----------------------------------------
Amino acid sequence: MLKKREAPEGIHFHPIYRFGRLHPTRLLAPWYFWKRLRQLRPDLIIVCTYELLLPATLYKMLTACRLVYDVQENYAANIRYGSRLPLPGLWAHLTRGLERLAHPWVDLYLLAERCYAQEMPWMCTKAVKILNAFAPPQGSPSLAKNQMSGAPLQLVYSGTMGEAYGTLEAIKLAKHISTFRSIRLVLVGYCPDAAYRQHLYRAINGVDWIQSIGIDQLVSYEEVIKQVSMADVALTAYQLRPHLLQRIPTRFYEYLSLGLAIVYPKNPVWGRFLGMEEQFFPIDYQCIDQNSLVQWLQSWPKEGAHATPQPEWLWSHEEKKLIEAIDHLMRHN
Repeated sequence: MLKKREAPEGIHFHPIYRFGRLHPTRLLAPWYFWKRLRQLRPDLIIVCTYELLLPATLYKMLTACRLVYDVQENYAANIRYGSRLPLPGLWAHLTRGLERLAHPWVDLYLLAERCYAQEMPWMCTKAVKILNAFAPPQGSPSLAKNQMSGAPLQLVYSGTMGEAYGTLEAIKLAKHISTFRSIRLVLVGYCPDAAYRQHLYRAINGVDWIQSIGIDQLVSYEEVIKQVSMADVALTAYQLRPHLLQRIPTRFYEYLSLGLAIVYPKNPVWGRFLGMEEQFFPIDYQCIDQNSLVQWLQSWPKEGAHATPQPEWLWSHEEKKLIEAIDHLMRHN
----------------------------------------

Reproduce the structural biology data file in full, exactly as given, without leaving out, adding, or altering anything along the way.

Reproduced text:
Amino acid sequence: MLKKREAPEGIHFHPIYRFGRLHPTRLLAPWYFWKRLRQLRPDLIIVCTYELLLPATLYKMLTACRLVYDVQENYAANIRYGSRLPLPGLWAHLTRGLERLAHPWVDLYLLAERCYAQEMPWMCTKAVKILNAFAPPQGSPSLAKNQMSGAPLQLVYSGTMGEAYGTLEAIKLAKHISTFRSIRLVLVGYCPDAAYRQHLYRAINGVDWIQSIGIDQLVSYEEVIKQVSMADVALTAYQLRPHLLQRIPTRFYEYLSLGLAIVYPKNPVWGRFLGMEEQFFPIDYQCIDQNSLVQWLQSWPKEGAHATPQPEWLWSHEEKKLIEAIDHLMRHN
Repeated sequence: MLKKREAPEGIHFHPIYRFGRLHPTRLLAPWYFWKRLRQLRPDLIIVCTYELLLPATLYKMLTACRLVYDVQENYAANIRYGSRLPLPGLWAHLTRGLERLAHPWVDLYLLAERCYAQEMPWMCTKAVKILNAFAPPQGSPSLAKNQMSGAPLQLVYSGTMGEAYGTLEAIKLAKHISTFRSIRLVLVGYCPDAAYRQHLYRAINGVDWIQSIGIDQLVSYEEVIKQVSMADVALTAYQLRPHLLQRIPTRFYEYLSLGLAIVYPKNPVWGRFLGMEEQFFPIDYQCIDQNSLVQWLQSWPKEGAHATPQPEWLWSHEEKKLIEAIDHLMRHN